Samatha v. State of Andhra Pradesh & Ors.

Read this case analysis to learn about the Supreme Court's views when a writ petition was filed claiming that Government was also a 'person' and so does not possess power to grant leases in a scheduled area
CITATION(1997) 8 SCC 191
COURTSupreme Court of India
JUDGES/CORAMJustice K. Ramaswamy, Justice S. Saghir Ahmad and Justice G.B. Patnaik


Mostly land invasions take place in the name of development. The tribal lands are protected and secured within the tribal communities. The scheduled lands are rich in flora, fauna and minerals deposits which are often exploited by the multinational companies. The mineral deposits are looted to increase their net profits and not for development of land, welfare of tribal societies etc. This judgment[1] is important for the very reason that it has favoured the tribal communities and has protected lands in the scheduled areas from illegal mining. Like every other community, the tribal also have the right to live their life in traditional means without any outside interference.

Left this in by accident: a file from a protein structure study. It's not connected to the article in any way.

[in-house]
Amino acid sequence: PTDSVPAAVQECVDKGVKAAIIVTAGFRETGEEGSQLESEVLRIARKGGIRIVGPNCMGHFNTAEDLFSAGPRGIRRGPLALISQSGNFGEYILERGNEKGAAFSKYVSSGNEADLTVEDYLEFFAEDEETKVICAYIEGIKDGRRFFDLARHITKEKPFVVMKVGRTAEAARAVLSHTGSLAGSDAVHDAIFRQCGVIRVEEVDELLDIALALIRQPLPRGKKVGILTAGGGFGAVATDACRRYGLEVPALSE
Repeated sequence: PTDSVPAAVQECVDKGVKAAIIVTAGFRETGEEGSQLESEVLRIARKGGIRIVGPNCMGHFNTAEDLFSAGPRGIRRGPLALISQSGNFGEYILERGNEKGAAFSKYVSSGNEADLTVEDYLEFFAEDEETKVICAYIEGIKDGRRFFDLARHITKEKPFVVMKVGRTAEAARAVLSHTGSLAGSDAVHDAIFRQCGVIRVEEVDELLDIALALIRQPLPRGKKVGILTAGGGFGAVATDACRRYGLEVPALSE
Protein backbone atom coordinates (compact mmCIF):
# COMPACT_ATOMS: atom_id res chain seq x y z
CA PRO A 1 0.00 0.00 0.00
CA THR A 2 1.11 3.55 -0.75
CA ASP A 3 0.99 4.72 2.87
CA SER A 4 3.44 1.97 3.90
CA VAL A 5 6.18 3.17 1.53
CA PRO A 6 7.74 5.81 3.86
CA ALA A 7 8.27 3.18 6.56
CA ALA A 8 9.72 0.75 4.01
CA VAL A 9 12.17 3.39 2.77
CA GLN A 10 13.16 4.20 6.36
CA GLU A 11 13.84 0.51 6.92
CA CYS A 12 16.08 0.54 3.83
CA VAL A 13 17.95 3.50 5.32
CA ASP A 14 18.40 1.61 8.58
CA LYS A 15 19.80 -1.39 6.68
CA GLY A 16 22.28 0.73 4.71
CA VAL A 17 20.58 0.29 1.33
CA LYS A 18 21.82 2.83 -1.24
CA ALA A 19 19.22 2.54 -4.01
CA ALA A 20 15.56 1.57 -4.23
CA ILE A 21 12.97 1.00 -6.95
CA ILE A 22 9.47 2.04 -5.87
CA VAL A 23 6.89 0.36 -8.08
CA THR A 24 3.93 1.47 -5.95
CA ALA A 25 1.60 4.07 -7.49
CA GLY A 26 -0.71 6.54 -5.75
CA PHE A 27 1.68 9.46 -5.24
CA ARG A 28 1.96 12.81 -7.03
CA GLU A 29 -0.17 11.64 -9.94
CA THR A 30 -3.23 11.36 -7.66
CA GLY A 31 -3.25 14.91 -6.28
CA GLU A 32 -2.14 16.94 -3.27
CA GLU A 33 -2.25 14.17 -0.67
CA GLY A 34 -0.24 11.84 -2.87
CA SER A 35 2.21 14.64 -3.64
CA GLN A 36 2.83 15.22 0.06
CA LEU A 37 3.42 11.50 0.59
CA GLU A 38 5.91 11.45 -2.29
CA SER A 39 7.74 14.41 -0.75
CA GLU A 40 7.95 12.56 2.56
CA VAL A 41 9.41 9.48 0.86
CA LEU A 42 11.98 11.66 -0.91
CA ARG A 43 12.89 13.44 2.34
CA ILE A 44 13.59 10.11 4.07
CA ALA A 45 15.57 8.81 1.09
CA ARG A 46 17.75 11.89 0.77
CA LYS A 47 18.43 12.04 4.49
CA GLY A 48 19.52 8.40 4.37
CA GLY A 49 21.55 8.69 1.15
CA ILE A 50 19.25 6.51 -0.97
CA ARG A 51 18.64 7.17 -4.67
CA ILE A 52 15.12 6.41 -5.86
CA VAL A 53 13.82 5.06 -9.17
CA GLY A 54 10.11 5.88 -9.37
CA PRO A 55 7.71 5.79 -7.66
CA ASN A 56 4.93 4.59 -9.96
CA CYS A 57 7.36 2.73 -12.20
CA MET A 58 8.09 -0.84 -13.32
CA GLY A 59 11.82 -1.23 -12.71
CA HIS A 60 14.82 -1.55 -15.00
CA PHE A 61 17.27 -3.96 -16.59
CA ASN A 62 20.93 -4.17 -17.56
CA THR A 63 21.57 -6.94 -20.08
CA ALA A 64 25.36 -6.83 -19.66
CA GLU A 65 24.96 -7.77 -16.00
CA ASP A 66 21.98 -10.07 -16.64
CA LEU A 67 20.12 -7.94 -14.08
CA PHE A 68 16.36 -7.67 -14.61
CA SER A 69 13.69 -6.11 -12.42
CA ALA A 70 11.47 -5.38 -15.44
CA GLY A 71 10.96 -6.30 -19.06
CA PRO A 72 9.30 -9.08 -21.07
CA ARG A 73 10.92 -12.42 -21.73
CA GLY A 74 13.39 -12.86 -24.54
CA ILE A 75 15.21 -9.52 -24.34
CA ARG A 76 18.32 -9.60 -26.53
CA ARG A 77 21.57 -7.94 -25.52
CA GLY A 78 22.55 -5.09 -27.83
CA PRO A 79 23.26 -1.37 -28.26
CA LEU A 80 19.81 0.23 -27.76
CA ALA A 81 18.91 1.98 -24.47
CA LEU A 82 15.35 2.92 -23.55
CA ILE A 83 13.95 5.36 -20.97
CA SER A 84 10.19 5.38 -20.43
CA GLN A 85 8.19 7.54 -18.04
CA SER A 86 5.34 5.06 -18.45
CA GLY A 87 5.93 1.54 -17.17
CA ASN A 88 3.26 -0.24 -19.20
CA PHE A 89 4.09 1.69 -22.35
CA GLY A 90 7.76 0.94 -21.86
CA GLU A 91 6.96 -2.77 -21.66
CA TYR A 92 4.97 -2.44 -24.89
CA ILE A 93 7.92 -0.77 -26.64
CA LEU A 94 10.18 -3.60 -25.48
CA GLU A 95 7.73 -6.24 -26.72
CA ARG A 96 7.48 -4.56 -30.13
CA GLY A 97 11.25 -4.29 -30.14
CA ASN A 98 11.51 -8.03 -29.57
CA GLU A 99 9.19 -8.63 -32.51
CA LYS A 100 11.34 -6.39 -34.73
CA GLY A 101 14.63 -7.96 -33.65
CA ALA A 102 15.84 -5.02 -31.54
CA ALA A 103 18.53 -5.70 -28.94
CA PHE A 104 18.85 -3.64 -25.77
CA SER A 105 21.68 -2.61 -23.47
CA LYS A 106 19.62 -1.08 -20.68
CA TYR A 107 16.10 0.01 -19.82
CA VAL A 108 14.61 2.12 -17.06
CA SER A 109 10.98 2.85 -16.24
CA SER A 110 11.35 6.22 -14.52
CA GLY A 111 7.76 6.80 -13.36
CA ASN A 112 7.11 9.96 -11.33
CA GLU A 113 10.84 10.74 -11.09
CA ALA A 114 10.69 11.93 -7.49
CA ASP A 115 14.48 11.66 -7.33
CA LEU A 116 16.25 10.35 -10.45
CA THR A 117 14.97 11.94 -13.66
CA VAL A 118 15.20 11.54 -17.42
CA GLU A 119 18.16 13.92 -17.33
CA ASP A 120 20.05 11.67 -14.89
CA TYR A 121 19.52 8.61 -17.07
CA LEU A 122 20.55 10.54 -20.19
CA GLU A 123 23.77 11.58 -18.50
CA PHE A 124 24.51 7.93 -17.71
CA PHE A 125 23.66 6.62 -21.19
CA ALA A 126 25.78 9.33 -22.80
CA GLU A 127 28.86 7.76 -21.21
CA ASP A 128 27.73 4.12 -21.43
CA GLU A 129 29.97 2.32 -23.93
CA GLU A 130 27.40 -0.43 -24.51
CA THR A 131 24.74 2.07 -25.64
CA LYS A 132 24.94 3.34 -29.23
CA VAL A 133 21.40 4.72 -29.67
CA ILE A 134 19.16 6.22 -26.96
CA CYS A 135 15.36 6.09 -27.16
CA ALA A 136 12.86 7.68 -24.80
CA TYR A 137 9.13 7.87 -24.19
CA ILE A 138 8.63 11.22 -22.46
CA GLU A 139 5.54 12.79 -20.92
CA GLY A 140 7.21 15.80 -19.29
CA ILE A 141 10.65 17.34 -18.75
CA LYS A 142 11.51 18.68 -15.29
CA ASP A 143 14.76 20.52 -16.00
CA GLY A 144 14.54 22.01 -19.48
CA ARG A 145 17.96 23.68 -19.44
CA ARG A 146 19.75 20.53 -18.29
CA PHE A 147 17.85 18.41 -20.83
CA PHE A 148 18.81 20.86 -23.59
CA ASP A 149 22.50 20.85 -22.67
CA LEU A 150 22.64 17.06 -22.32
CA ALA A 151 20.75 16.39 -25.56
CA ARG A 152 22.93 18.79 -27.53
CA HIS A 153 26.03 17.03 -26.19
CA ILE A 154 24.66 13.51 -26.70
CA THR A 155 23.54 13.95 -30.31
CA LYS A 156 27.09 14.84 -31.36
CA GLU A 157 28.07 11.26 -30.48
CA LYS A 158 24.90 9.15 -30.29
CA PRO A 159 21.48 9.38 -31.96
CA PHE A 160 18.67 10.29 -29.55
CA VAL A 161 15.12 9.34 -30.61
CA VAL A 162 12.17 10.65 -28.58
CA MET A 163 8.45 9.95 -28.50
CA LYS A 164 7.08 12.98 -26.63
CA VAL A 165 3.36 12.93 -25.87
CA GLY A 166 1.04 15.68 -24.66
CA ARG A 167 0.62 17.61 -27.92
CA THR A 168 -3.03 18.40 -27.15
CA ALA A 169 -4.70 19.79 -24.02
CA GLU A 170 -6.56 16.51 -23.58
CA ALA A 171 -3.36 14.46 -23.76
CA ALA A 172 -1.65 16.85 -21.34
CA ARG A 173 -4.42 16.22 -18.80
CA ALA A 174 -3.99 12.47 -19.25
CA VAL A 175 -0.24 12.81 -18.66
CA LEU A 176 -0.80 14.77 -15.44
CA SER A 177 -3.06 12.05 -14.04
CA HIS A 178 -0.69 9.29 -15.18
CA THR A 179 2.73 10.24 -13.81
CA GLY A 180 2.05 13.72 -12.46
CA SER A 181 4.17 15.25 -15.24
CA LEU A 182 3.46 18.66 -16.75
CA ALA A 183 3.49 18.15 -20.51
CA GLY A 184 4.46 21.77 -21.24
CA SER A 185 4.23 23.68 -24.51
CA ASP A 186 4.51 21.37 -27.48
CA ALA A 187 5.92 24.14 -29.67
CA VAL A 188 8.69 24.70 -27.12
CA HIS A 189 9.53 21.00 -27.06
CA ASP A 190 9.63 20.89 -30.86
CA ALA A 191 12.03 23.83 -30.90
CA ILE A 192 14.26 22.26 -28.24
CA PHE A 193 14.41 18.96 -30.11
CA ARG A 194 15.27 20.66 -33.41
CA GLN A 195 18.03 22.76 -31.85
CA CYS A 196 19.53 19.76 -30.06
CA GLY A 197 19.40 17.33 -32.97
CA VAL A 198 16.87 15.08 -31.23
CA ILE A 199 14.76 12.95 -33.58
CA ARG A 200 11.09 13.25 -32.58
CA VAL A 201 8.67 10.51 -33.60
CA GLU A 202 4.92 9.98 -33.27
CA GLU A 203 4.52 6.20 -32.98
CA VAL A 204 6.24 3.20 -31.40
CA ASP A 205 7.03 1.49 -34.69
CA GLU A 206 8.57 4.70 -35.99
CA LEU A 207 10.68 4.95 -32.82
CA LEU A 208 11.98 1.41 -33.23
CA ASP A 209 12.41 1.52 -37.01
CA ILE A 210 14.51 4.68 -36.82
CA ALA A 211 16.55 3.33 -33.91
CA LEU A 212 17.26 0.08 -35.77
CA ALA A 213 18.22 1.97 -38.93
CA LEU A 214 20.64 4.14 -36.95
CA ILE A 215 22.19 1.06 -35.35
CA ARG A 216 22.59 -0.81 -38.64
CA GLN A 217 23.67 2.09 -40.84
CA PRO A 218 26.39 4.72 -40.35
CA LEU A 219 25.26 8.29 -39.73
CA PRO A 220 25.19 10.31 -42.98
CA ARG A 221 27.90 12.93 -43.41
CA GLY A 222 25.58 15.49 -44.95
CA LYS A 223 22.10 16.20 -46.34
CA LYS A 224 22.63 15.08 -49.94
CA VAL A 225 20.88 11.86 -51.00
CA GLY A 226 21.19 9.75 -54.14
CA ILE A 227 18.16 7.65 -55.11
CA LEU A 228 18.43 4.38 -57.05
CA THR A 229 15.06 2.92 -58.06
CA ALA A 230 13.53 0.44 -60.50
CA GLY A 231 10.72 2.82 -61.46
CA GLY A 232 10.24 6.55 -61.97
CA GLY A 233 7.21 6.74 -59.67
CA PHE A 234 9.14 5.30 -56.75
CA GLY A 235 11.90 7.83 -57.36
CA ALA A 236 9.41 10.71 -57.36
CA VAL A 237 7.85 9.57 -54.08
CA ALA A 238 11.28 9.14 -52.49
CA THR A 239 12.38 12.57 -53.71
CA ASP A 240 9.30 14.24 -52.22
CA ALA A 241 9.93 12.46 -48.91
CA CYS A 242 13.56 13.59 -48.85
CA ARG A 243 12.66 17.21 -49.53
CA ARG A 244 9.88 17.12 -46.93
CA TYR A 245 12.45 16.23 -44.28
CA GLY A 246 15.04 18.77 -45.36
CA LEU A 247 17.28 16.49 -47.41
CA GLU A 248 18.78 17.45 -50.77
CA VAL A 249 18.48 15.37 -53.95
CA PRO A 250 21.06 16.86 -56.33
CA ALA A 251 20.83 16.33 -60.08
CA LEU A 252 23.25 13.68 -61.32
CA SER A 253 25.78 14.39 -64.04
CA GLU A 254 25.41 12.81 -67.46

The facts of the case are as follows: Samatha is a voluntary social organization that is working in Andhra Pradesh. It works for the development of tribal groups in the Scheduled areas of the State. The case was against the Government of Andhra Pradesh for leasing out tribal lands to private mining companies in the Scheduled areas of Vishakhapatnam. They argued that the ‘government’ was also a person and that it does not have the power to lease scheduled land to non tribals for mining purposes. But the High Court ruled in favor of the state of Andhra Pradesh. Appellants filed a special leave petition in the Supreme Court and held that the state violated Andhra Pradesh Scheduled Areas Land Transfer Regulation, 1959, Forest (Conservation) Act, 1980 and Environment Protection Act, 1986.